We retired the monthly meme a while back, because we ran out of questions. And frankly lacked the time to keep it up. 🙂 However, we thought it might be fun to repeat a few questions for those who are interested, in the months to come. People who have been with us for a while could answer again now that you have a few more titles under your belt, & the new folks could start fresh. Or you could entirely ignore this & just read your books. But mixing & mingling is fun, & this seemed the easiest way to offer another option, for mixing & mingling. We hope you have fun & pardon us for being quite busy offline & lacking time to keep coming up with these questions fresh. Some are great for a revisit though, so we’re hoping this will stir up some fun with minimal effort on our part. For we are all quite strapped!
The meme will go up every 26th of the month. A few questions are new, from club members who suggested questions for the group within the comments on the meme page. The rest are recycled. We include a link for those, so you can go back and see the responses from the original question.
Here’s the list, which will begin going live this coming Wednesday –
August 2015: Contributed by BookerTalk, who joined us in August 2012: “Have you made changes to your list since you first created it? If you added any new titles or removed some, why did you make those changes?”
September 2015: A meme rewind from October 2013 – We want you to mingle. Go to our member list and select a fellow classics clubber you’d like to feature on your blog. This can be someone who is active within the Classics Club, someone quiet who inspires with his/her posts, someone new to the club or scarce whom you’d like the club to meet. S/he can be a friend of yours, or someone you’ve never met. Tell readers why you value this club member. Highlight at least one post from his/her blog.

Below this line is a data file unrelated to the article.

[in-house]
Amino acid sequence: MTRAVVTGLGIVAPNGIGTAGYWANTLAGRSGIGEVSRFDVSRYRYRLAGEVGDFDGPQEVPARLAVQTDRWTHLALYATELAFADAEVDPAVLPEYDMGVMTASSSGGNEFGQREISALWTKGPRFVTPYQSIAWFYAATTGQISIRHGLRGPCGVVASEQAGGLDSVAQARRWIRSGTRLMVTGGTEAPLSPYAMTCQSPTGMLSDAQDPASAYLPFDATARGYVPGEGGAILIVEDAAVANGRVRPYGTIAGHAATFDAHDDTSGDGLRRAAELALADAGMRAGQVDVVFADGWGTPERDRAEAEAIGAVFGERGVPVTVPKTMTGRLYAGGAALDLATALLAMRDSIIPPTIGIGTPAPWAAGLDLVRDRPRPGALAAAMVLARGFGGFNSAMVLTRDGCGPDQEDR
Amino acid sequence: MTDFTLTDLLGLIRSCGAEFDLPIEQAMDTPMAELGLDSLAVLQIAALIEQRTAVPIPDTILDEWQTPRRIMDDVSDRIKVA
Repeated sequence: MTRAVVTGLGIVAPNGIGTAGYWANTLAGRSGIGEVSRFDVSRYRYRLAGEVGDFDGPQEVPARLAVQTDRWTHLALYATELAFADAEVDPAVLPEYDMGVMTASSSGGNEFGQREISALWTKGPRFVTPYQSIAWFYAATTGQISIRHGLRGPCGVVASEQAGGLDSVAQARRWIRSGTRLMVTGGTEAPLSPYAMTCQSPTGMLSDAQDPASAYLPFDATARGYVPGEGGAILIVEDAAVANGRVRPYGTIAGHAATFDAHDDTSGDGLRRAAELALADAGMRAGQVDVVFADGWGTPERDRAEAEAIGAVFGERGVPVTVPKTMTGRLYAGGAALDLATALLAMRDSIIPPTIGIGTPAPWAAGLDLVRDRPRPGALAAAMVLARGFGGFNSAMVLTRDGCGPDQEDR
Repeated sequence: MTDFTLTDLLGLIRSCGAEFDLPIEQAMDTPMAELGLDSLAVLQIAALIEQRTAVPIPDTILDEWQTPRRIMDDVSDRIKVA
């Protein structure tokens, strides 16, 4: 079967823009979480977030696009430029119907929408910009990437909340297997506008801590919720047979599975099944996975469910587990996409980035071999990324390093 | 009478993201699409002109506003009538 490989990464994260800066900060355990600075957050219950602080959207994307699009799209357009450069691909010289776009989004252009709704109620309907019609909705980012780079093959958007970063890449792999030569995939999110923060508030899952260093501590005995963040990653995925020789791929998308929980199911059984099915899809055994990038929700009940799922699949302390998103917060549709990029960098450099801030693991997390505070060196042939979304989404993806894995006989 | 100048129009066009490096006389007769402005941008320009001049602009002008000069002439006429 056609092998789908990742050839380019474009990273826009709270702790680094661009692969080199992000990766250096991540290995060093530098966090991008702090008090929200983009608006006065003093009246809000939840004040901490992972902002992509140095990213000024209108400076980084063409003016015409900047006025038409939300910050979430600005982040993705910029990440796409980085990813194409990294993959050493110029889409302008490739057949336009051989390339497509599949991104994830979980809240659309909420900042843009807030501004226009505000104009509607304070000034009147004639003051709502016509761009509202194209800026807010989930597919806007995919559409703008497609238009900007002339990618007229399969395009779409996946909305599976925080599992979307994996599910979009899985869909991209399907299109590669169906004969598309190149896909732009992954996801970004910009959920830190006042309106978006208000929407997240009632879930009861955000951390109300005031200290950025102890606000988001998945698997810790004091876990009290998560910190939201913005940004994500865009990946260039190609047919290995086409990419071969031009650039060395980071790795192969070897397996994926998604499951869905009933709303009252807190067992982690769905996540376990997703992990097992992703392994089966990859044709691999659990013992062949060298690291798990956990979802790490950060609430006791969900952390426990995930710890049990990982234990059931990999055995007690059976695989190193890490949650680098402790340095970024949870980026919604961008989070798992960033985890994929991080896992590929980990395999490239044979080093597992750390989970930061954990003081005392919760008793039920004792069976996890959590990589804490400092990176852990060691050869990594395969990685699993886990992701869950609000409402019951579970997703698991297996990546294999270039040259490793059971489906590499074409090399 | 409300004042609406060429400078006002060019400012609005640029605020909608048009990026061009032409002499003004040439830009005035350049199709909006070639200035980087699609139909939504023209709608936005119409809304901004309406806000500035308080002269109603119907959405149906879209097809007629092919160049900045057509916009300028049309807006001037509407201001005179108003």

November 2015: A meme rewind from April 2013: “Who is hands-down the best literary hero, in your opinion? Likewise, who is the best heroine?”
December 2015: A meme rewind from September 2012: Pick a classic someone else in the club has read from our big review list. Link to their review and offer a quote from their post describing their reaction to the book. What about their post makes you excited to read that classic in particular?
February 2016: A meme rewind from May 2013: Tell us about the classic book(s) you’re reading this month. You can post about what you’re looking forward to reading in February, or post thoughts-in-progress on your current read(s).
March 2016: A meme rewind from September 2013 – Contributed by Brona from Brona’s Books, who joined us in August 2012: Rereading a favourite classic at different stages of your life gives you different insights with each reading. Is there one classic you’ve read several times that also tells a story about you?
April 2016: Contributed by Joseph, who joined us in May 2014: “What is your most ‘treasured’ book…not the story…the physical book? Maybe a valuable first or early edition, or an autographed copy, or a family heirloom, or a gift, or maybe just the favorite binding or cover art.”
May 2016: A meme rewind from January 2014: Contributed by Ruth, who joined us in March 2012: Which character from classic literature is most important or influential to you and why? Or which character do you most despise and why?
July 2016: A meme rewind from February 2015: Contributed by Teresa, who joined us in 2012: What about modern classics? Pick a book published since 2000 and say why you think it will be considered as a “classic” in the future.
August 2016: A meme rewind from November 2012: What classic piece of literature most intimidates you, and why? (Or, are you intimidated by the classics, and why? And has your view changed at all since you joined our club?)
September 2016: A meme rewind from September 2014: Select two classics from your list (by different authors) that you have finished reading. Now switch the authors, and contemplate how each might have written the other’s book. For example, what if Charlotte Brontë had written David Copperfield, and Charles Dickens had written Jane Eyre? How might the style, focus and impact change in a work of literature by a different author’s pen? What about William Shakespeare writing Pride & Prejudice, and Jane Austen writing The Taming of the Shrew? Etc. If you discuss the story, please of course remember to warn folks plot details are forthcoming.
October 2016: A meme rewind from August 2014: Contributed by Teresa, who joined us in 2012: What are your thoughts on adaptions of classics? Say mini-series or movies? Or maybe modern approaches? Are there any good ones? Is it better to read the book first? Or maybe just compare the book and an adaptation?
November 2016: A meme rewind from January 2013: What is the best book you’ve read so far for The Classics Club — and why? Be sure to link to the post where you discussed the book! (Or, if you prefer, what is your least favorite read so far for the club, and why?)